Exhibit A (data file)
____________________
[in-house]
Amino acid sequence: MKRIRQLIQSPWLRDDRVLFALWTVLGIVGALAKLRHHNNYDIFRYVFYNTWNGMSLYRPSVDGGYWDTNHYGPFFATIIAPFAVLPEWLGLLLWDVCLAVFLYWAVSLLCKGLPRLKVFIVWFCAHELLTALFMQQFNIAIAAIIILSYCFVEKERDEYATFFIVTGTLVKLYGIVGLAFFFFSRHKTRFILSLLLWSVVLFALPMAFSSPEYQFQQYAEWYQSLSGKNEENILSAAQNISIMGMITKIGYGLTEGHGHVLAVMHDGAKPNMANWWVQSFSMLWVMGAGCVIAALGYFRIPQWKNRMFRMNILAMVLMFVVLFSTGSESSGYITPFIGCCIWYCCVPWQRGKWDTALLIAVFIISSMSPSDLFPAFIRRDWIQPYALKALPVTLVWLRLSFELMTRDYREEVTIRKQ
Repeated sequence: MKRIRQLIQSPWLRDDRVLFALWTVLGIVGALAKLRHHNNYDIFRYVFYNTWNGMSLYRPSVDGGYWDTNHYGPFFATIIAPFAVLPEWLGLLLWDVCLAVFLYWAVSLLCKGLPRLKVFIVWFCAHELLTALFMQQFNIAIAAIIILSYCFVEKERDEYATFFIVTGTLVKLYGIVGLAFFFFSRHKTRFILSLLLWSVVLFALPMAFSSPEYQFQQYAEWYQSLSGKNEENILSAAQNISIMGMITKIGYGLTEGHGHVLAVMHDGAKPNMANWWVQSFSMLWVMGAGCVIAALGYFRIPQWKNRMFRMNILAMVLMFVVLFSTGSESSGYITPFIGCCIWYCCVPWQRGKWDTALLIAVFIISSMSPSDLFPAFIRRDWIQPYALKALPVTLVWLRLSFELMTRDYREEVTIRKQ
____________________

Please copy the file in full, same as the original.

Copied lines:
[in-house]
Amino acid sequence: MKRIRQLIQSPWLRDDRVLFALWTVLGIVGALAKLRHHNNYDIFRYVFYNTWNGMSLYRPSVDGGYWDTNHYGPFFATIIAPFAVLPEWLGLLLWDVCLAVFLYWAVSLLCKGLPRLKVFIVWFCAHELLTALFMQQFNIAIAAIIILSYCFVEKERDEYATFFIVTGTLVKLYGIVGLAFFFFSRHKTRFILSLLLWSVVLFALPMAFSSPEYQFQQYAEWYQSLSGKNEENILSAAQNISIMGMITKIGYGLTEGHGHVLAVMHDGAKPNMANWWVQSFSMLWVMGAGCVIAALGYFRIPQWKNRMFRMNILAMVLMFVVLFSTGSESSGYITPFIGCCIWYCCVPWQRGKWDTALLIAVFIISSMSPSDLFPAFIRRDWIQPYALKALPVTLVWLRLSFELMTRDYREEVTIRKQ
Repeated sequence: MKRIRQLIQSPWLRDDRVLFALWTVLGIVGALAKLRHHNNYDIFRYVFYNTWNGMSLYRPSVDGGYWDTNHYGPFFATIIAPFAVLPEWLGLLLWDVCLAVFLYWAVSLLCKGLPRLKVFIVWFCAHELLTALFMQQFNIAIAAIIILSYCFVEKERDEYATFFIVTGTLVKLYGIVGLAFFFFSRHKTRFILSLLLWSVVLFALPMAFSSPEYQFQQYAEWYQSLSGKNEENILSAAQNISIMGMITKIGYGLTEGHGHVLAVMHDGAKPNMANWWVQSFSMLWVMGAGCVIAALGYFRIPQWKNRMFRMNILAMVLMFVVLFSTGSESSGYITPFIGCCIWYCCVPWQRGKWDTALLIAVFIISSMSPSDLFPAFIRRDWIQPYALKALPVTLVWLRLSFELMTRDYREEVTIRKQ